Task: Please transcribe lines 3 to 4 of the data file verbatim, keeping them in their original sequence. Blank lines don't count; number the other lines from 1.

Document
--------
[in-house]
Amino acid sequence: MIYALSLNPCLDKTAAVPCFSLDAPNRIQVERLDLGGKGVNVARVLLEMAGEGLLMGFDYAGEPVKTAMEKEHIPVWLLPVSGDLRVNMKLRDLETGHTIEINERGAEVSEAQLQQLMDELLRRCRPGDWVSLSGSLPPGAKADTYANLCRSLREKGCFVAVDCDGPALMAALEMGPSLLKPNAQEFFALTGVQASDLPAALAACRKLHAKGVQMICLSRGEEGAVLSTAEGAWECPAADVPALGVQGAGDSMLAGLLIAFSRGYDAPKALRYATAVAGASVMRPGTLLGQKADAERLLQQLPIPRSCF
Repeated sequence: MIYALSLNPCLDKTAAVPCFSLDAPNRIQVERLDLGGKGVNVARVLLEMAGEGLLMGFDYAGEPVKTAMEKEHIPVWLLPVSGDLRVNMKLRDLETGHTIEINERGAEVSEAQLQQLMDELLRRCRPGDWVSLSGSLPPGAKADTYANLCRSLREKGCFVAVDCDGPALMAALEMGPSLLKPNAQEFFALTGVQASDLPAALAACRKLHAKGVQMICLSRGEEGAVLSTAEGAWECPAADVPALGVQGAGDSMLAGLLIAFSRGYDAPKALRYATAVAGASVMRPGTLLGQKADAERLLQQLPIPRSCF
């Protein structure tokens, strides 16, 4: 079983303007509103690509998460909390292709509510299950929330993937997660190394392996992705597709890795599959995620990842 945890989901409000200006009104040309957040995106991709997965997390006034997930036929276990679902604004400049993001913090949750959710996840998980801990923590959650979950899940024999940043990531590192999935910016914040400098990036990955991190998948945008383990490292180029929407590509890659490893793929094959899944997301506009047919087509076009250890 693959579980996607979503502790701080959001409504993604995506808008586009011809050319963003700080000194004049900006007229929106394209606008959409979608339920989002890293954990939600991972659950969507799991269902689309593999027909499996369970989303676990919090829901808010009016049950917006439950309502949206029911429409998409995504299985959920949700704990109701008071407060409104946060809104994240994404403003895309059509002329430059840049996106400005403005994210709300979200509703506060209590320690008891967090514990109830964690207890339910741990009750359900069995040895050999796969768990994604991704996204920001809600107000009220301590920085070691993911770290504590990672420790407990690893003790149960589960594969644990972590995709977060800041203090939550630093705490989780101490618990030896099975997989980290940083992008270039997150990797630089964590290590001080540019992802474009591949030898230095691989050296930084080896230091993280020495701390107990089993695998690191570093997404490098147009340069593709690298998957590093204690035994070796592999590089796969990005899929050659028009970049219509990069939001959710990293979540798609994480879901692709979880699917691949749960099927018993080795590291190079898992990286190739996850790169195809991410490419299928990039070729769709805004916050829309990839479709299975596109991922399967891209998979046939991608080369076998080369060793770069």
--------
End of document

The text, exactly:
Repeated sequence: MIYALSLNPCLDKTAAVPCFSLDAPNRIQVERLDLGGKGVNVARVLLEMAGEGLLMGFDYAGEPVKTAMEKEHIPVWLLPVSGDLRVNMKLRDLETGHTIEINERGAEVSEAQLQQLMDELLRRCRPGDWVSLSGSLPPGAKADTYANLCRSLREKGCFVAVDCDGPALMAALEMGPSLLKPNAQEFFALTGVQASDLPAALAACRKLHAKGVQMICLSRGEEGAVLSTAEGAWECPAADVPALGVQGAGDSMLAGLLIAFSRGYDAPKALRYATAVAGASVMRPGTLLGQKADAERLLQQLPIPRSCF
């Protein structure tokens, strides 16, 4: 079983303007509103690509998460909390292709509510299950929330993937997660190394392996992705597709890795599959995620990842 945890989901409000200006009104040309957040995106991709997965997390006034997930036929276990679902604004400049993001913090949750959710996840998980801990923590959650979950899940024999940043990531590192999935910016914040400098990036990955991190998948945008383990490292180029929407590509890659490893793929094959899944997301506009047919087509076009250890 693959579980996607979503502790701080959001409504993604995506808008586009011809050319963003700080000194004049900006007229929106394209606008959409979608339920989002890293954990939600991972659950969507799991269902689309593999027909499996369970989303676990919090829901808010009016049950917006439950309502949206029911429409998409995504299985959920949700704990109701008071407060409104946060809104994240994404403003895309059509002329430059840049996106400005403005994210709300979200509703506060209590320690008891967090514990109830964690207890339910741990009750359900069995040895050999796969768990994604991704996204920001809600107000009220301590920085070691993911770290504590990672420790407990690893003790149960589960594969644990972590995709977060800041203090939550630093705490989780101490618990030896099975997989980290940083992008270039997150990797630089964590290590001080540019992802474009591949030898230095691989050296930084080896230091993280020495701390107990089993695998690191570093997404490098147009340069593709690298998957590093204690035994070796592999590089796969990005899929050659028009970049219509990069939001959710990293979540798609994480879901692709979880699917691949749960099927018993080795590291190079898992990286190739996850790169195809991410490419299928990039070729769709805004916050829309990839479709299975596109991922399967891209998979046939991608080369076998080369060793770069």